Eating and sleeping. Who would think two such pleasurable and seemingly easy functions could cause so much stress and anxiety? Well, ask any parent of a newborn and they’ll tell you! In a recent post we talked about the sleeping habits of babies in the first 12 months, so now we’ll look at feeding.
From birth, breast is undeniably best. That fact is heavily promoted throughout hospitals and infant support services, and currently 92 percent of Australian babies are exclusively breastfed at birth. However, after one month only 71 percent are still fully breastfed, with the rates dropping to 46 percent by four months.
This is a declining rate health organisations are trying to reverse, with the benefits of breastfeeding overwhelmingly positive for both babies and mothers. Breastfeeding can protect against infection and some chronic diseases, and is linked with optimal development in early years. Breastmilk contains all the nutrients a baby needs for the first six months of life.
However, successful breastfeeding doesn’t always come easily, and mothers need support and information to continue breastfeeding for as long as they’re comfortable. If you’re breastfeeding and have concerns, talk to your child health nurse or GP, contact a lactation consultant, or call the Australian Breastfeeding Association hotline on 1800 686 268.
When breastfeeding new mothers can often be concerned their baby isn’t getting enough milk. There are ways to tell if your child is getting sufficient amounts of milk, but as a general rule, newborns babies need at least eight breastfeeds in 24 hours – although many young babies may need more than this number, with an average of 11.
If you’re breastfeeding and have concerns, talk to your child health nurse, GP, lactation consultant or the Australian Breastfeeding Association
At some stage within the first 12 months of life most babies will move to formula feeding, either as a supplement or exclusively. Cows milk or soy milk isn’t suitable for babies until 12 months of age.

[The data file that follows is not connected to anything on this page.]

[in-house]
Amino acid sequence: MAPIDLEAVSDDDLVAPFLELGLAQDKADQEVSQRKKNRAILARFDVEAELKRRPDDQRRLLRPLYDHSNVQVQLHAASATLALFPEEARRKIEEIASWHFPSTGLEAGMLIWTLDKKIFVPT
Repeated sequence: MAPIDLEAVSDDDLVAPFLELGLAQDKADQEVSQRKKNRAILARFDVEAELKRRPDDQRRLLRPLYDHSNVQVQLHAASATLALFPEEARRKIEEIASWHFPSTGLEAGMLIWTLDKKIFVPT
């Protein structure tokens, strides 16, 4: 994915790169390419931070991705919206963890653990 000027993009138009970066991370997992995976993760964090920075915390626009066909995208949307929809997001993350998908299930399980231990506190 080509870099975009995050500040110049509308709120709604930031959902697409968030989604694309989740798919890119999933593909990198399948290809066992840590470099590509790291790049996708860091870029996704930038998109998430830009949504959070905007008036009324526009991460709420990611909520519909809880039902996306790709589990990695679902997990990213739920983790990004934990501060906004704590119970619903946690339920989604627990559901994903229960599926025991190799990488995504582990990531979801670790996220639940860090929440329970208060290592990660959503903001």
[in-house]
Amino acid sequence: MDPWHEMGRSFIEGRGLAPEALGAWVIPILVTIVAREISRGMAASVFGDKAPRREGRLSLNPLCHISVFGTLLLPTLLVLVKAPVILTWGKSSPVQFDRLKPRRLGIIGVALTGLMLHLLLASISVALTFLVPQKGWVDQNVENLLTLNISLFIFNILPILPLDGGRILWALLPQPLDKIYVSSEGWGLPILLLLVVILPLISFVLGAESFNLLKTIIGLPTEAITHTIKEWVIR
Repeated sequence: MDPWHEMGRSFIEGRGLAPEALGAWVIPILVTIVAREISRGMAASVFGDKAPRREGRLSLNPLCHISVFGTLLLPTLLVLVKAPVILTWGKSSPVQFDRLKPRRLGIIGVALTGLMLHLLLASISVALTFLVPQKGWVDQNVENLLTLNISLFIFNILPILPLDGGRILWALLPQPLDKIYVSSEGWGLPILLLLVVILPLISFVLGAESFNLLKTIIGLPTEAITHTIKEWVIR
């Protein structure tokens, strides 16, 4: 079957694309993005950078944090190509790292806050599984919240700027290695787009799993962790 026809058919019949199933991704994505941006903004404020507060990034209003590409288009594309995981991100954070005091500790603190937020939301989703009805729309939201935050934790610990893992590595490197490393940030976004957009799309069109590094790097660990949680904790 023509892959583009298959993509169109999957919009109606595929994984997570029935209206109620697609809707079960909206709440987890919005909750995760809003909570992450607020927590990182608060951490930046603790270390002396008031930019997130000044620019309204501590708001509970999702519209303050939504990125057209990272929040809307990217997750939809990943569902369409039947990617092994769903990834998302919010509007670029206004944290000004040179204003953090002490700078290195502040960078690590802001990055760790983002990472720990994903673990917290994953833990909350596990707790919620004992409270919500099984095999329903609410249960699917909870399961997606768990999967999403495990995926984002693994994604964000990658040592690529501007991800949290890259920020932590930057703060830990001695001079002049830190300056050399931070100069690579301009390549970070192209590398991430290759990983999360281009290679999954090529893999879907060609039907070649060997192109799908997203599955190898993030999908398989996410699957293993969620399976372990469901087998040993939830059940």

Always follow the directions on the formula tin when preparing it for your baby. It’s also important that you sterilise the bottle properly, or you’ll risk making your baby sick.
When it comes to how much your baby needs, a full term healthy infant should get, on average, 150ml of formula per kilogram of body weight per day from when they’re five days to three months old. From three to six months, this reduces to 120ml per kilo of body weight per day, then 90-120ml per kilo of body weight per day from six to 12 months.
When your baby is between four and six months it’s time to start introducing solids. You can begin by slowly introducing one food at a time, starting with a little bit of baby cereal (mixed with breastmilk or formula), and moving on to cooked pureed fruit (apple, pear) or vegetables (potato, pumpkin, carrot). Read our article on starting solids for more information on this topic, including recipe ideas.
By 12 months of age your baby is ready to eat a little of what the rest of the family is eating – as long as you cut food into small pieces. By that age, your baby can also move to plain pasteurized full-fat milk.
And then – congratulations, you’ve made it through your baby’s first 12 months of feeding. From now on your life won’t be quite as revolved around this topic. Well, until they turn into a fussy toddler that is … but that’s a worry for another day!